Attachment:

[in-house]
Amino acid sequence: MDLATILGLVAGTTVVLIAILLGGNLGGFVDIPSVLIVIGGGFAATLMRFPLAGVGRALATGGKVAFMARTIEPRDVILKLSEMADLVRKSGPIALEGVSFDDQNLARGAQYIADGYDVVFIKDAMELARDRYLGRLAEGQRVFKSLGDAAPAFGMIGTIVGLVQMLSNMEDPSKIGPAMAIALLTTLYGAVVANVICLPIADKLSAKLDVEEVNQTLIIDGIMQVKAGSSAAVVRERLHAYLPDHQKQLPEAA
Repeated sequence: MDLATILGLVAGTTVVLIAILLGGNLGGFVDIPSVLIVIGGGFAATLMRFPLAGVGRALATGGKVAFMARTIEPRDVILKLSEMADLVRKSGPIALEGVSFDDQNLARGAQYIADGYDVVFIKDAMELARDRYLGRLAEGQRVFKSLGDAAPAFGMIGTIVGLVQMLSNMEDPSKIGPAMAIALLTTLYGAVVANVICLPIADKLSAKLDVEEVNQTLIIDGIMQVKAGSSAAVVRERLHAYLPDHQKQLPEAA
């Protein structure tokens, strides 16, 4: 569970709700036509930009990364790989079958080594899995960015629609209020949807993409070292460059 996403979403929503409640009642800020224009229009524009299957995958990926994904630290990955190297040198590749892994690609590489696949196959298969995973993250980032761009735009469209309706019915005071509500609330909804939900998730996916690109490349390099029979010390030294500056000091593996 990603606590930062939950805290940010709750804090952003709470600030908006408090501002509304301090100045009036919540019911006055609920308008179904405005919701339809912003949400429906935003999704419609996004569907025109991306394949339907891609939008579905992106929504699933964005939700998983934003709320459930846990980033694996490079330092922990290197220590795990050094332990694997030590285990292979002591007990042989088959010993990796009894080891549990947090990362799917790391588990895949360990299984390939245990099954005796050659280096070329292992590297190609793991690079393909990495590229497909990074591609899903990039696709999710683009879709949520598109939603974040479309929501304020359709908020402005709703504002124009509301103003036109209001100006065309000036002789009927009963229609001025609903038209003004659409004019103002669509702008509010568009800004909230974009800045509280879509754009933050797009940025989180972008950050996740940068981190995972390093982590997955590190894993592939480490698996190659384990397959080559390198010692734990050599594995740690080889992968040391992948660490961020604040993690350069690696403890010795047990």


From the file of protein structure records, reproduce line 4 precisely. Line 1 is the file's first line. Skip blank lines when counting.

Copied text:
């Protein structure tokens, strides 16, 4: 569970709700036509930009990364790989079958080594899995960015629609209020949807993409070292460059 996403979403929503409640009642800020224009229009524009299957995958990926994904630290990955190297040198590749892994690609590489696949196959298969995973993250980032761009735009469209309706019915005071509500609330909804939900998730996916690109490349390099029979010390030294500056000091593996 990603606590930062939950805290940010709750804090952003709470600030908006408090501002509304301090100045009036919540019911006055609920308008179904405005919701339809912003949400429906935003999704419609996004569907025109991306394949339907891609939008579905992106929504699933964005939700998983934003709320459930846990980033694996490079330092922990290197220590795990050094332990694997030590285990292979002591007990042989088959010993990796009894080891549990947090990362799917790391588990895949360990299984390939245990099954005796050659280096070329292992590297190609793991690079393909990495590229497909990074591609899903990039696709999710683009879709949520598109939603974040479309929501304020359709908020402005709703504002124009509301103003036109209001100006065309000036002789009927009963229609001025609903038209003004659409004019103002669509702008509010568009800004909230974009800045509280879509754009933050797009940025989180972008950050996740940068981190995972390093982590997955590190894993592939480490698996190659384990397959080559390198010692734990050599594995740690080889992968040391992948660490961020604040993690350069690696403890010795047990």